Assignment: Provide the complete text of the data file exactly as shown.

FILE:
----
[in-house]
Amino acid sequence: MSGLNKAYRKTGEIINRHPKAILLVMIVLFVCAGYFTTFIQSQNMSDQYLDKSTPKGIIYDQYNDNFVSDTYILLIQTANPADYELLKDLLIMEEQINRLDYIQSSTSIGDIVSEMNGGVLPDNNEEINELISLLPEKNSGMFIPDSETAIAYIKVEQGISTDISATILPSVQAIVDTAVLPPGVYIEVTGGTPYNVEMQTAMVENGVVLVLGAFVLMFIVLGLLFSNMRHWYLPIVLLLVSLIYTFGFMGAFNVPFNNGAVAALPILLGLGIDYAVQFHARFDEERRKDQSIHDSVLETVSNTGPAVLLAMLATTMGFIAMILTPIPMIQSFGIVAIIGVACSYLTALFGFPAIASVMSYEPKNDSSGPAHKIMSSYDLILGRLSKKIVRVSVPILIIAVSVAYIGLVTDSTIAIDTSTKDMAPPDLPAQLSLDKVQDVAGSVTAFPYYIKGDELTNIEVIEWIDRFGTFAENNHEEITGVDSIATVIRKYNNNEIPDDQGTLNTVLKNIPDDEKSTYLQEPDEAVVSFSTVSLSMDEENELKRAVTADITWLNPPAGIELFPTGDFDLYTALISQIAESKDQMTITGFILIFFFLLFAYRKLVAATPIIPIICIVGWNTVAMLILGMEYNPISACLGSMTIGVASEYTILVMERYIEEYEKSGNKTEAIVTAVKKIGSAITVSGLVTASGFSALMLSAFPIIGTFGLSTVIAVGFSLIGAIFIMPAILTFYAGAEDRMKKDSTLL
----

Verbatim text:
[in-house]
Amino acid sequence: MSGLNKAYRKTGEIINRHPKAILLVMIVLFVCAGYFTTFIQSQNMSDQYLDKSTPKGIIYDQYNDNFVSDTYILLIQTANPADYELLKDLLIMEEQINRLDYIQSSTSIGDIVSEMNGGVLPDNNEEINELISLLPEKNSGMFIPDSETAIAYIKVEQGISTDISATILPSVQAIVDTAVLPPGVYIEVTGGTPYNVEMQTAMVENGVVLVLGAFVLMFIVLGLLFSNMRHWYLPIVLLLVSLIYTFGFMGAFNVPFNNGAVAALPILLGLGIDYAVQFHARFDEERRKDQSIHDSVLETVSNTGPAVLLAMLATTMGFIAMILTPIPMIQSFGIVAIIGVACSYLTALFGFPAIASVMSYEPKNDSSGPAHKIMSSYDLILGRLSKKIVRVSVPILIIAVSVAYIGLVTDSTIAIDTSTKDMAPPDLPAQLSLDKVQDVAGSVTAFPYYIKGDELTNIEVIEWIDRFGTFAENNHEEITGVDSIATVIRKYNNNEIPDDQGTLNTVLKNIPDDEKSTYLQEPDEAVVSFSTVSLSMDEENELKRAVTADITWLNPPAGIELFPTGDFDLYTALISQIAESKDQMTITGFILIFFFLLFAYRKLVAATPIIPIICIVGWNTVAMLILGMEYNPISACLGSMTIGVASEYTILVMERYIEEYEKSGNKTEAIVTAVKKIGSAITVSGLVTASGFSALMLSAFPIIGTFGLSTVIAVGFSLIGAIFIMPAILTFYAGAEDRMKKDSTLL